Bank Managers discuss their career choices and give tips to future leaders
Last week I facilitated a Talent Management event for a large international bank, which also hosted a panel discussion with top leaders, who were interviewed on their career choices, their expectations from future leaders and their thoughts on people development.
What became clear through the different stories told was that there is no fixed recipe for a perfect career; everyone comes at it from a different angle. However, doing a lot of different things in order gain sufficient experience to lead at a higher level was advised in most instances. Also joining the right company may prove to be more important than having the „right“ position or taking the „right“ career step.
Some managers advised to be prepared to take a step back in order to broaden the experience base. So even sidesteps or small downturns might be a good thing for a leadership career, even if there is a risk involved. But potential leaders need to stick with their decisions, displaying patience and resilience if they believe that something is right for them in the long run.
All agreed that delivering on your promises and having a performance that is outstanding is the basis for any career or promotion opportunity.
What do top leaders expect from their future direct reports?
Clearly future leaders should be able to think for themselves and be able to organise a team around its goals, creating a motivating work-environment for them. They should stay authentic – nobody expects to have a perfect person in front of them – display energy, curiosity, and motivation, and not wait to be motivated by someone else.
Teamleaders should expect to still cover a ratio of 20-30% of operative tasks, if not more. Leaders need to stand a little bit outside the work to see where they need to allocate the resources in a fast changing environment. Definitely they need to openly and actively share information.
For some top managers the functional fit only came as a secondary priority after the personal fit. Leaders definitely need to be aligned to the competencies described in the team leader’s profile.
Future female leaders were encouraged to be brave, to raise their voices and speak up, even when there are mostly men at the table. It was mentioned that the organisation is beginning to do something specifically for women. (hear, hear…;-)
Looking into the future, with change as a constant buzzword: What traits will leaders require in the future?
It was agreed that leading will become even more important, but also more difficult. Adaptability will be key: knowing when things change, and not being the last one to respond. Transparency will become more important: being open to your people, to what is happening, and how you inform about it.
Leaders need to get their teams to be acquainted with the requirements of markets and regulators, not necessarily being the experts themselves, but spotting the right persons and asking the right questions, while keeping an overview of relevant knowledge themselves.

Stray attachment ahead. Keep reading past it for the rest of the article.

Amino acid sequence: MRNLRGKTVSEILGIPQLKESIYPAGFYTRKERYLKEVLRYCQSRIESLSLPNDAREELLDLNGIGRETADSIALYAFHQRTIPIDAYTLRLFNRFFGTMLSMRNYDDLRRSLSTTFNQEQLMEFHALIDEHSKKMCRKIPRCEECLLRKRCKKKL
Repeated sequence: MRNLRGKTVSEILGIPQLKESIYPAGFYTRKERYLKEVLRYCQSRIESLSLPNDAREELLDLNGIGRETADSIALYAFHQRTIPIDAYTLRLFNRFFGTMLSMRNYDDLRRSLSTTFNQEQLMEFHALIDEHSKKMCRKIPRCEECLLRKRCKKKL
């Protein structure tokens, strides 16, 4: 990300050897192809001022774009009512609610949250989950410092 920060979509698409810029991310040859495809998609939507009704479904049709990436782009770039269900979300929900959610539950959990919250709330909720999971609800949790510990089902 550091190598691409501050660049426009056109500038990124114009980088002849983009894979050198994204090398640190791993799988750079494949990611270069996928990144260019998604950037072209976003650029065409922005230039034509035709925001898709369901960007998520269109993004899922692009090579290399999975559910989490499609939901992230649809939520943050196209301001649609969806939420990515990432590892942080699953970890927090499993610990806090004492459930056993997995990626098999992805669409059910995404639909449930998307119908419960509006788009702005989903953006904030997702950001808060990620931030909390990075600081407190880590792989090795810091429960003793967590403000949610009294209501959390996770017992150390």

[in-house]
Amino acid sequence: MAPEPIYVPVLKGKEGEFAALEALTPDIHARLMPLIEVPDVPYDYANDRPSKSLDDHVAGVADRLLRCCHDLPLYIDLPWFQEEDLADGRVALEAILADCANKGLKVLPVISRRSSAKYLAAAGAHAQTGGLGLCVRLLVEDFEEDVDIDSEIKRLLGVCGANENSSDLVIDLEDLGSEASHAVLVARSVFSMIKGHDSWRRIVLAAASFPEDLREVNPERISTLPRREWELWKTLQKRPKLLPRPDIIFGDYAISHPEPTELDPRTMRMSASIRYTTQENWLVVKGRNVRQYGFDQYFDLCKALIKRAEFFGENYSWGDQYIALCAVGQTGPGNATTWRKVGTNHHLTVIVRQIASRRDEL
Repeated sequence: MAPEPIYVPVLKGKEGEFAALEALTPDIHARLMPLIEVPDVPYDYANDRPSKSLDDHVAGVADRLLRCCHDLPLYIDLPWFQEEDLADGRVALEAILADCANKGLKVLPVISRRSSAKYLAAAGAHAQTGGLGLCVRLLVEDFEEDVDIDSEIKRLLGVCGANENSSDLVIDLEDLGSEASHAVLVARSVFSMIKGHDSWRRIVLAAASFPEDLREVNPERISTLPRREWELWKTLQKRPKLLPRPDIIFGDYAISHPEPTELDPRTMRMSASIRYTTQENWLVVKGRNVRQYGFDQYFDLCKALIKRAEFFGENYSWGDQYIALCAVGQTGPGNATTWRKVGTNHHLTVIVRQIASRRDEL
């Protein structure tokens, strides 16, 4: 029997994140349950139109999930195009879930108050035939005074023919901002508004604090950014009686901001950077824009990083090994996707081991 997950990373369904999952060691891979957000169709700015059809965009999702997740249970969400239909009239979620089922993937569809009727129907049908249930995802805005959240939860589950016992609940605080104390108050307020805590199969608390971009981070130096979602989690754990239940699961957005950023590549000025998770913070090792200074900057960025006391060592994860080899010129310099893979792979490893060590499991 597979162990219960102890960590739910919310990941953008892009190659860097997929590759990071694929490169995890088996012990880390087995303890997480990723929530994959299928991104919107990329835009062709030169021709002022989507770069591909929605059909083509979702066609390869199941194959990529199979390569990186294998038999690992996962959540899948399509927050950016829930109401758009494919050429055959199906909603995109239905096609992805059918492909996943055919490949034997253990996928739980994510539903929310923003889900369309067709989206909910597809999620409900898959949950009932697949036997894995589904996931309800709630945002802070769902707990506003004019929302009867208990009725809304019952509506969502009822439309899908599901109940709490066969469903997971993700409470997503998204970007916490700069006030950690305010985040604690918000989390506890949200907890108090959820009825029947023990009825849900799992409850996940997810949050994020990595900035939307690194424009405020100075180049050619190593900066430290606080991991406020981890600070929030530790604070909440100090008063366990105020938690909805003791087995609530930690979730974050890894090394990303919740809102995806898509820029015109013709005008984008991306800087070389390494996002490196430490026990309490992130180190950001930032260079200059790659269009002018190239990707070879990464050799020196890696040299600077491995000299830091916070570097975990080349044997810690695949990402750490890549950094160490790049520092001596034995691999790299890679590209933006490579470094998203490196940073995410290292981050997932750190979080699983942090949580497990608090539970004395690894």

In the current situation where the banking industry is facing an existential threat and a severe scarcity of resources, leaders will need to keep defining their value added to the consumer and will need to keep evaluating whether they are using their resources wisely or whether they need to give them to another function.
In a shrinking organisation, doing more with less is more crucial than ever. Leaders need to keep challenging themselves: „Are we doing the right things? Are we addressing the challenges of the current environment? What can we give up?“ Priorities will change from one day to the other – „we don´t have the time to move the tanker around and take a year doing it“.
As a consequence, the prime leadership qualities will be change agility, a high level of self-motivation, resilience, and the ability to deal with frustration. Leaders need to give up silo-thinking, look at the big picture and act in line with that.
What are top managers currently doing to promote and develop their people?
Development was considered to be very individual: Leaders need to look at the individual and find assignments that support the personal development. This should not be limited to trainings and be the responsibility of HR. Leaders need to plan the experience and look for projects and tasks where people can develop. Development within one unit only will be nearly impossible, so managers have to set their best performers free.
Opportunities for personal exchanges are needed in order to share stresses and frustrations, and people need to regularly receive feedback on: „What is my work appreciated for? Am I doing the right thing?“
Participants were reminded that enjoying latitude also comes with responsibility. Leaders should use the freedom they are being given in order to produce great and sustainable results, and – even more importantly – also ideas on how to create and fulfill market needs. Leaders grow through their experience – their projects, their bosses, and the units they have worked in. Building a CV is the same on the internal as well as on the external market.
Performance counts – future leaders need to show every day that they perform. But they also need to reflect on how much time they want to give to the company and how much time they want to give to other things that make life good.